What is to be done? Publish and speak in the United States, in the discourses fashionable in the United States, no matter where you are from. Extend Translation Studies to the centers of intellectual production.

I work in a small English Department in Spain. My colleagues who work in Literary and Cultural Studies do not consider translation a full-fledged legitimate object of study. They take their operative concepts and agendas from the United States.

An association

Perhaps the clearest sign of our décalage with respect to globalization is the extent to which Translation Studies remains organized along national lines. Our academic discipline has generally ridden on the back of translator-training institutions, either directly or indirectly, and those institutions mostly operate within national education systems. Even beyond the concerns of translator training, however, the political organization of Translation Studies has largely been oriented along national lines. The Canadian Association of Translation Studies might be an example of this, as could similar associations in the United States, Brazil and Japan (for interpreting). There are also associations that run across national boundaries, such as the European Society for Translation Studies and the Iberian association that brings together Spain and Portugal. But why should all these associations have remained geopolitically national or regional?

One could argue that the problems of translation are fundamentally different in different geopolitical contexts. The official bilingualism of Canada creates a highly specific field that wholly justifies a certain approach to translation, along with a certain restriction to French and English. In Europe, the future of translation is undoubtedly marked by the language practices (there is no communication policy) of the European Union, which creates a series of quite different problems. The justification for the Iberian association is a little harder to fathom, although it might legitimately spring from a sense of being excluded by other European discourses on translation. The education systems are still organized along national lines; national governments still have language and communication policies that we might be able to inform; there are still national and regional subsidies to apply for. There is thus still a level at which certain translation problems, particularly with respect to professional status, require a nationally based approach. If one looks hard enough, one can find reasons for a certain political organization at quite small geo-political levels. Indeed, I would personally like to see more work along local lines, with what anthropologists call local knowledge, and a little less adulation of the international stars of Translation Studies. The prime reason for this is the general failure of Translation Studies, more than 30 years after James S. Holmes (1972) coined the name and mapped the discipline, has produced almost no intellectual product of direct benefit to the translation profession on any international level. The most significant contribution to the profession has perhaps been the development of translation memory software, and that has not happened within Translation Studies. On the other hand, our waves of theorizing and the building up of a body of empirical knowledge can and has been of direct use in translator training. But the transfer of that knowledge has been far from international. Indeed there was long a problematic lack of enlightened international textbooks and journals accessible to the teaching institutions. The transfer of knowledge from research to teaching has very largely been at the national or regional level, with significant differences often ensuing from the nature of the education systems involved. For that reason, the development of Translation Studies at national levels might even be considered appropriate to the specificities of at least that part of the discipline’s tasks.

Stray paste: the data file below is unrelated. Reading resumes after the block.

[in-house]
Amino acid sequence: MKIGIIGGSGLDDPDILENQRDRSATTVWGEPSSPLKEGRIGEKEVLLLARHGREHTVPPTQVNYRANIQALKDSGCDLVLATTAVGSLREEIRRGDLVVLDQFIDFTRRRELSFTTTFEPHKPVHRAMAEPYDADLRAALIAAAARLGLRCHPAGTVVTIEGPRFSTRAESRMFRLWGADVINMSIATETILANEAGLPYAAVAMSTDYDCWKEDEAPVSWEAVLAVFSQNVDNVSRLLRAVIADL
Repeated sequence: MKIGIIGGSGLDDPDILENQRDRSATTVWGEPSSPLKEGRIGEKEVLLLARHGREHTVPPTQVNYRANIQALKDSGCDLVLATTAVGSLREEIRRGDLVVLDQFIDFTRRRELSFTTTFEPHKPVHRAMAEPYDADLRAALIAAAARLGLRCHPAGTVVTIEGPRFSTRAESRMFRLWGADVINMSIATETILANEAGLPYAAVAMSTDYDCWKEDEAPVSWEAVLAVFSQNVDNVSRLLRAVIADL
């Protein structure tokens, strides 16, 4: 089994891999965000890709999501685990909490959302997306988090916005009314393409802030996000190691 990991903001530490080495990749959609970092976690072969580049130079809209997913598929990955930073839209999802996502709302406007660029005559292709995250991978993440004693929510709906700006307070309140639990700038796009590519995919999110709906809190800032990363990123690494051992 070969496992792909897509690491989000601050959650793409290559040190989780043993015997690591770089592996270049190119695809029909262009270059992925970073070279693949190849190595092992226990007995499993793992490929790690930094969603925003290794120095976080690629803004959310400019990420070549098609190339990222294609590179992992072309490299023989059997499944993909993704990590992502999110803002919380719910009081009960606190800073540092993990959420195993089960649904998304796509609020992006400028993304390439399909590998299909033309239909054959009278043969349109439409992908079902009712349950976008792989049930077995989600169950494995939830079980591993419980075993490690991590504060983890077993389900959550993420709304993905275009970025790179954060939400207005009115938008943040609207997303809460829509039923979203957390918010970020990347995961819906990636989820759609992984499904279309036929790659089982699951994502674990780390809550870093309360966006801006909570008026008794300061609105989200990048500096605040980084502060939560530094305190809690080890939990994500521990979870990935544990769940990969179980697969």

On the other hand, despite the imperatives of transfer, the actual studies we produce tend to reflect remarkably little geopolitical bias. As the initial language differences are reduced (for example, the initial development of Skopostheorie in German), publications like Meta, TTR, or Target are nowadays different not because of where they are printed but because of the academic preferences of individual editors and their committees. Some journals want to be closer to practice, others more empirical, and still others cherish the legacy of linguistics. The same authors tend to appear in all; much the same methodologies are used, regardless of the regional context. No matter how much the actual problems of translation might depend on national contexts, no matter how much the demands for transfer are local, the research problems of Translation Studies would seem to be rather more global.

This is as it should be. As professional associations, we tend to come together not because we are similar in any iconic or legalistic way (with regard to race, language, citizenship or whatever) but precisely because we are of diverse provenance, each bringing different expertise and experience with regard to languages, cultures and research methodologies. That is what intercultures are all about. We need those differences not just because of our declared status as an interdiscipline but more especially by virtue of the nature of translation itself, which assumes knowledge of a cultural other. As an academic discipline, we are given to straddling cultural borders, engaging our dialogues beyond the national, constructing our own particular forms of interculturality. Further, thanks to our academic non-conformity with globalization, those general principles have no reason to be restricted to the centers of production. Our intercultures could and should embrace interested scholars from all cultures, no matter how small or far-flung, or rather, particularly from those that work in minority situations and struggle against geophysical distance. For those reasons, our professional associations should be operating at a global level, in addition to the work they do at the national and regional levels.